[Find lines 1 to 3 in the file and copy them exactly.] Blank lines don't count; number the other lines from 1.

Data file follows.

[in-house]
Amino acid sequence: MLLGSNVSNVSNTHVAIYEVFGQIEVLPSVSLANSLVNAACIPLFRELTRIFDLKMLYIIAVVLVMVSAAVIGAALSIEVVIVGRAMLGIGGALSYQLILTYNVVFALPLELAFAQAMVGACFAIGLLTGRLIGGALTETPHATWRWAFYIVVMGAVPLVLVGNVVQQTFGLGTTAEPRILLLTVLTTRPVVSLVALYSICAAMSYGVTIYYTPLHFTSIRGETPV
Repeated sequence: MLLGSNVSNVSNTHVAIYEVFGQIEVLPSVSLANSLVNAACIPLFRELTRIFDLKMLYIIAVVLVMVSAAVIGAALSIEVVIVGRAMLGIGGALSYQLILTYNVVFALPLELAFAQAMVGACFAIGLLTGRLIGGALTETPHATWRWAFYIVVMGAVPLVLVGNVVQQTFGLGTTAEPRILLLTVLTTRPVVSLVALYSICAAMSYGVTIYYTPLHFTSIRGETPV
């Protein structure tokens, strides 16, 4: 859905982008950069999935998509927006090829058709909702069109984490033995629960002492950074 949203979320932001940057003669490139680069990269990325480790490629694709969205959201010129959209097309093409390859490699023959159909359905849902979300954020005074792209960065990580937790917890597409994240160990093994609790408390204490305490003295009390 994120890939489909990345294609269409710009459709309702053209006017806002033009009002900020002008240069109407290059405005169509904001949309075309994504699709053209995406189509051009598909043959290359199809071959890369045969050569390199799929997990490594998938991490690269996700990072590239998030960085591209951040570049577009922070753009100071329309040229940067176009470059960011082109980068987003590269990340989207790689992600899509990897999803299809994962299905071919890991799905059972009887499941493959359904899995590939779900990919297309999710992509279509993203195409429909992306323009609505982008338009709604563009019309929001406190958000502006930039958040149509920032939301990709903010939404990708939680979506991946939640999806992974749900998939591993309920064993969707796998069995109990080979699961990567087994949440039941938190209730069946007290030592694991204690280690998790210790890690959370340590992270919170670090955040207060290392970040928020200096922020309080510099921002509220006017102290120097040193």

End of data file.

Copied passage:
[in-house]
Amino acid sequence: MLLGSNVSNVSNTHVAIYEVFGQIEVLPSVSLANSLVNAACIPLFRELTRIFDLKMLYIIAVVLVMVSAAVIGAALSIEVVIVGRAMLGIGGALSYQLILTYNVVFALPLELAFAQAMVGACFAIGLLTGRLIGGALTETPHATWRWAFYIVVMGAVPLVLVGNVVQQTFGLGTTAEPRILLLTVLTTRPVVSLVALYSICAAMSYGVTIYYTPLHFTSIRGETPV
Repeated sequence: MLLGSNVSNVSNTHVAIYEVFGQIEVLPSVSLANSLVNAACIPLFRELTRIFDLKMLYIIAVVLVMVSAAVIGAALSIEVVIVGRAMLGIGGALSYQLILTYNVVFALPLELAFAQAMVGACFAIGLLTGRLIGGALTETPHATWRWAFYIVVMGAVPLVLVGNVVQQTFGLGTTAEPRILLLTVLTTRPVVSLVALYSICAAMSYGVTIYYTPLHFTSIRGETPV